I was told by someone that a packet going between two hosts connected to the same Nexus 2k would end up being passed all the way up to the 5k that is managing said 2k for logic to be applied and then passed back down to the 2k and out the port the destination host is connected to. That seems extremely inefficient to me, so I'm looking for someone to either confirm or deny the information I've been given.

1 Answer 1


The Nexus 2k isn't an actual switch, but a "fabric extender" - it functions as a separate, self-contained linecard for the Nexus 5k. The following CiscoLive PDF has great details on the Nexus 2k/5k architecture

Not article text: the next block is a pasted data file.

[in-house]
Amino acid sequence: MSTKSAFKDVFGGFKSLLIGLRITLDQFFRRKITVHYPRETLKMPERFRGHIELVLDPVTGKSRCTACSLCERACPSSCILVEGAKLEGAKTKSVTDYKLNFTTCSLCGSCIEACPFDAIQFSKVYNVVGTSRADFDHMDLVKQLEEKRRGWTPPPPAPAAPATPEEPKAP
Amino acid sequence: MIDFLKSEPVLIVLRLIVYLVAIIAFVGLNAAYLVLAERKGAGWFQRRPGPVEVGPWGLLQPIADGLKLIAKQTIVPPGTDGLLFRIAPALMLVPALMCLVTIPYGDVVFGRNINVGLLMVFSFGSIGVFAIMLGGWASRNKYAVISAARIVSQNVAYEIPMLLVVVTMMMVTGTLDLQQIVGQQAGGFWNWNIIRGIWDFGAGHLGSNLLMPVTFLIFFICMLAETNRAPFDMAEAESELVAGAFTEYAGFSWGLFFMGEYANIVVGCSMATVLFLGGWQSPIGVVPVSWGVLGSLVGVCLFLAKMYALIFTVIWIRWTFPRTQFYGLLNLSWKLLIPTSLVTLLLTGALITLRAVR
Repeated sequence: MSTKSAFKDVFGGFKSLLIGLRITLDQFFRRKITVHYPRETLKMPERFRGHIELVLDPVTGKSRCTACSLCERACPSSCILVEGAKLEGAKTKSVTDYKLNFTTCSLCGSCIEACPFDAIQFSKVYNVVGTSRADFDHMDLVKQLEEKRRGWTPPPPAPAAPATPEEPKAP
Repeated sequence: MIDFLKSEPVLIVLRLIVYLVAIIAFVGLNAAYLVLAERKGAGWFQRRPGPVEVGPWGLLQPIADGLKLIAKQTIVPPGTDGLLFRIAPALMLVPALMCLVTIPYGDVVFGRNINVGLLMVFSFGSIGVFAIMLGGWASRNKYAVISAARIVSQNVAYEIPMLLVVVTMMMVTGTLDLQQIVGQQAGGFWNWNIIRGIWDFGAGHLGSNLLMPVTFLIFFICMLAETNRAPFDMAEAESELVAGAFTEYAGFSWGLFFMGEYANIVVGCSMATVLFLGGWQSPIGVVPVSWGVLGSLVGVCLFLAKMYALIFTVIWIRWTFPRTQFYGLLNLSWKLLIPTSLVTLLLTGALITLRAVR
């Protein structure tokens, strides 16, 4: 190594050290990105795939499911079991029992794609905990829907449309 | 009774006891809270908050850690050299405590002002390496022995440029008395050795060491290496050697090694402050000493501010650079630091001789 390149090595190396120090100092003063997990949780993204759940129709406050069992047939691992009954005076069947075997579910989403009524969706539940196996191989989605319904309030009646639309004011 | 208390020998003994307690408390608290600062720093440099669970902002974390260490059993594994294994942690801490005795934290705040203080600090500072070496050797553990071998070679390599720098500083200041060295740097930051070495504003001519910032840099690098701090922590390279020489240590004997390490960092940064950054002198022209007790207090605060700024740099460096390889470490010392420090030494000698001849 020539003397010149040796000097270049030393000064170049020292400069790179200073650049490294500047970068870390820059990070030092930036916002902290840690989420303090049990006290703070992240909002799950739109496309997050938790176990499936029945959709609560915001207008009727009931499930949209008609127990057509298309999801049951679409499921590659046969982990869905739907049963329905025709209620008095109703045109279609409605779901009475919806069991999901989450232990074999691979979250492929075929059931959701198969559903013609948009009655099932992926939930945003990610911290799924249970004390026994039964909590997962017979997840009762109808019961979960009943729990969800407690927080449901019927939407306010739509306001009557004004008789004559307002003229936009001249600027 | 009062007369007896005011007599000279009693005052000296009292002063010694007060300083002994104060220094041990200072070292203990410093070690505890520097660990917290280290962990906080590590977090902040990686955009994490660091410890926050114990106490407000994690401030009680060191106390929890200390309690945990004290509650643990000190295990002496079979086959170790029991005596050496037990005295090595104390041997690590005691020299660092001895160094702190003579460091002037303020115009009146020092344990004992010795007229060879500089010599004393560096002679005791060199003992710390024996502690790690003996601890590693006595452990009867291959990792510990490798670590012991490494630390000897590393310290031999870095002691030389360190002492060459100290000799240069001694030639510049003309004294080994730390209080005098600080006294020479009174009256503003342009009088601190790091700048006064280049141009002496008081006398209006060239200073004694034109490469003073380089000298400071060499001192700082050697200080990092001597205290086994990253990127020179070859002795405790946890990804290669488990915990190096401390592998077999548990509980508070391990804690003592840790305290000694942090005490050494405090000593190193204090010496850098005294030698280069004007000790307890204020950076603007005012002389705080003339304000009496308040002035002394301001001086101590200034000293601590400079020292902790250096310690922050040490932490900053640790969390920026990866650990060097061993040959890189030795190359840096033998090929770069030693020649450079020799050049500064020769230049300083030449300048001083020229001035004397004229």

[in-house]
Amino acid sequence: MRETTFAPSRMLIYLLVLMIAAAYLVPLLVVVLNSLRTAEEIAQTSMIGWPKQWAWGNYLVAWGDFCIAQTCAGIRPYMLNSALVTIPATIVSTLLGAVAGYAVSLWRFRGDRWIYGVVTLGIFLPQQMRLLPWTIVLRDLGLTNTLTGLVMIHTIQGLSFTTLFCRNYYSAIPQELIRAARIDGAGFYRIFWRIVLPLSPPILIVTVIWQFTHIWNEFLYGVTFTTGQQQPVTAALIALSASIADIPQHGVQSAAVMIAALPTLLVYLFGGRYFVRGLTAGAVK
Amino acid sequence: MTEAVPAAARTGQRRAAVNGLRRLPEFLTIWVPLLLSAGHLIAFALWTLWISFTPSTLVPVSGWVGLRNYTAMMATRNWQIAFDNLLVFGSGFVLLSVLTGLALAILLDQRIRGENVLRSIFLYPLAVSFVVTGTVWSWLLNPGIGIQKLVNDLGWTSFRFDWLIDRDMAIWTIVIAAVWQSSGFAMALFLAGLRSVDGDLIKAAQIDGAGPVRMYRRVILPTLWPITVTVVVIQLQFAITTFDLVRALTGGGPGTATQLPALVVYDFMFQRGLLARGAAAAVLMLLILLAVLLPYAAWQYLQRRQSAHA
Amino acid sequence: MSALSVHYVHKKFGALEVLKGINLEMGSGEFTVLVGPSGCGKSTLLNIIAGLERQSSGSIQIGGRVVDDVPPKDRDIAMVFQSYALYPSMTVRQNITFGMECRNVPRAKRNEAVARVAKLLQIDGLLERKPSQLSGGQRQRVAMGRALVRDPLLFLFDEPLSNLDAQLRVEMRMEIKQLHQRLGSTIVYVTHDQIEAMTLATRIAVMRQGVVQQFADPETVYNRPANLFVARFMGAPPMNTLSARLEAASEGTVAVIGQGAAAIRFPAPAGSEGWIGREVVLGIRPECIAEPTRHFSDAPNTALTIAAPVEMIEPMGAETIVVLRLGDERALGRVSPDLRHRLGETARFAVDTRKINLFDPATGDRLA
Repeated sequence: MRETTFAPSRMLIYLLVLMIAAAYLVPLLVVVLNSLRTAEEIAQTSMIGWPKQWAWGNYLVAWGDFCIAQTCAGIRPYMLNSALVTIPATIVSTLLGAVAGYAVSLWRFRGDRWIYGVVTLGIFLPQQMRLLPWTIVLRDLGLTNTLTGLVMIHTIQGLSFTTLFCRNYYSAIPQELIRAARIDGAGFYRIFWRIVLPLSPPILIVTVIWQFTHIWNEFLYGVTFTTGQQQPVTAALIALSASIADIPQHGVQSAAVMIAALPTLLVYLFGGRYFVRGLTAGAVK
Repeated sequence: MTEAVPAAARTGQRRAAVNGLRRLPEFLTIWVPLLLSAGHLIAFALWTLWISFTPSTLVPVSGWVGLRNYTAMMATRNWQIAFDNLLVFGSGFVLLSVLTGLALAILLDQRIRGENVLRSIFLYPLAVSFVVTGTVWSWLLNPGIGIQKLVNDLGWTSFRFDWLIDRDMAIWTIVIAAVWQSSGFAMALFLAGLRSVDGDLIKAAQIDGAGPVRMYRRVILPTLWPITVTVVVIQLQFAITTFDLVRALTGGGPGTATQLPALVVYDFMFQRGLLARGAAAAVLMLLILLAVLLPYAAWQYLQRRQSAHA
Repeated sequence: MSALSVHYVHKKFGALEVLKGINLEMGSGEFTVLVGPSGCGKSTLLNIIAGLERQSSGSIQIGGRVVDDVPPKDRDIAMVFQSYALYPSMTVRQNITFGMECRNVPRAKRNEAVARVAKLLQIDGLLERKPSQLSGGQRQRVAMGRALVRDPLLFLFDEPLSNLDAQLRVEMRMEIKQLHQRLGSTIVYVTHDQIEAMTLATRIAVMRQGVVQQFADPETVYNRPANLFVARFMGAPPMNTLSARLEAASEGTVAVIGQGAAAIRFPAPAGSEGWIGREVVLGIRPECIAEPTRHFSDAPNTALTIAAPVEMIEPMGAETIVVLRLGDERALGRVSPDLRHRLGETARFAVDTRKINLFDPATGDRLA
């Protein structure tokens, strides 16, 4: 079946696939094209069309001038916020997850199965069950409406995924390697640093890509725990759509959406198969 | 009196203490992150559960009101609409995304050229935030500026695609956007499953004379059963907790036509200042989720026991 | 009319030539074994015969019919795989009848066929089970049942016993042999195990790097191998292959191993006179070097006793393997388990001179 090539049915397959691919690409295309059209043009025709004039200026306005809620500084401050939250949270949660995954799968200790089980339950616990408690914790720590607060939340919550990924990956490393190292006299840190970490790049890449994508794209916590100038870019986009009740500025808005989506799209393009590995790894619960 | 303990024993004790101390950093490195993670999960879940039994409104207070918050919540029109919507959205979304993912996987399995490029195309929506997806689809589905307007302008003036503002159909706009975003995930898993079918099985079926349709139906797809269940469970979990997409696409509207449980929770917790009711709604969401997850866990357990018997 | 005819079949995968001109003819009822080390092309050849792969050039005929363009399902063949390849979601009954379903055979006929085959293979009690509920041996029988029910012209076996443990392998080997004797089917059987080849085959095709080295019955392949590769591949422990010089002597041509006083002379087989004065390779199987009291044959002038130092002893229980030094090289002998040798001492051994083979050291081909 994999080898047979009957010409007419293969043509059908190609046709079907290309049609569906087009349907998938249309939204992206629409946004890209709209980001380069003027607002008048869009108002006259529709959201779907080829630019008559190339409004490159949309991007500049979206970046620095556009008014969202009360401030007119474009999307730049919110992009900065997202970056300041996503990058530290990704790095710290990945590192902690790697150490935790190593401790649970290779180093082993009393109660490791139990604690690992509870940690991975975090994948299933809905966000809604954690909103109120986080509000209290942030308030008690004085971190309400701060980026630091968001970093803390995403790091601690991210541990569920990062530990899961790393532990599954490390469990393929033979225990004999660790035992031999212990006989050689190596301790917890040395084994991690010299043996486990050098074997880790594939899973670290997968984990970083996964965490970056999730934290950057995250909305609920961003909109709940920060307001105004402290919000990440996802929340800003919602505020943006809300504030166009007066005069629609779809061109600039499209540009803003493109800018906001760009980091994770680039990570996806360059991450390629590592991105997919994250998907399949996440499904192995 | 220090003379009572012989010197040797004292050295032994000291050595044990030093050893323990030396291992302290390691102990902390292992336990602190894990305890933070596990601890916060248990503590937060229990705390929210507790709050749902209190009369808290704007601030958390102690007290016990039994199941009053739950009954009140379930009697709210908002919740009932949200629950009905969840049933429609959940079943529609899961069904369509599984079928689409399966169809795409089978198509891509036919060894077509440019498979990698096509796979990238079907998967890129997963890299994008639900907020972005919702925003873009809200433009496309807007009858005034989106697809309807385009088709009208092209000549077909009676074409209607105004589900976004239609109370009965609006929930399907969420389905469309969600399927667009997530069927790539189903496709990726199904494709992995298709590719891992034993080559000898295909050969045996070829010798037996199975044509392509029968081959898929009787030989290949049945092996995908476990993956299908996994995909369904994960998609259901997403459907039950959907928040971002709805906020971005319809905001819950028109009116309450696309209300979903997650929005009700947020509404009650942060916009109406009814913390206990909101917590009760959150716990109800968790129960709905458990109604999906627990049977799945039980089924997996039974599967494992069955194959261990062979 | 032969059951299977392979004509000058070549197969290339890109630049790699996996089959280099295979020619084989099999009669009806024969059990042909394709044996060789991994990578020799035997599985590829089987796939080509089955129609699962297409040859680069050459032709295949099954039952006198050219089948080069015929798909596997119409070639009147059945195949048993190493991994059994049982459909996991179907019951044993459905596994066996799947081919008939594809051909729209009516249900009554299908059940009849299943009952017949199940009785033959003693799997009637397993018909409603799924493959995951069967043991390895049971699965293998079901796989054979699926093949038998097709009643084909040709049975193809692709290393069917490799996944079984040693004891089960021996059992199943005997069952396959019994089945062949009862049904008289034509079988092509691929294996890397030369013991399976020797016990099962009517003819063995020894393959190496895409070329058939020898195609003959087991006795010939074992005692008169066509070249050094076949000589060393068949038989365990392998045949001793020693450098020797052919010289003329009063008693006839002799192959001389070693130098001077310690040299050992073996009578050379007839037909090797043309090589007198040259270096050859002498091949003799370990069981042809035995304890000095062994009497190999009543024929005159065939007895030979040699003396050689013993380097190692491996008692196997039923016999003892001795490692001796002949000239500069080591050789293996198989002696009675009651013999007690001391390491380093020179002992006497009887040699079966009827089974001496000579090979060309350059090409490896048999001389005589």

It's clearly pointed out in page 56 that the 2k does not perform any local switching.

The Nexus 5k is what performs all of the forwarding, integrating the Nexus 2k fabric extenders remotely into its backplane via IEEE 802.1BR.

As a future point of advice, googling for "a day in the life of a packet on [x]" where [x] is your favorite piece of gear will often produce good documentation on the architecture of that gear. YMMV with this however, as not all vendors make this information public.

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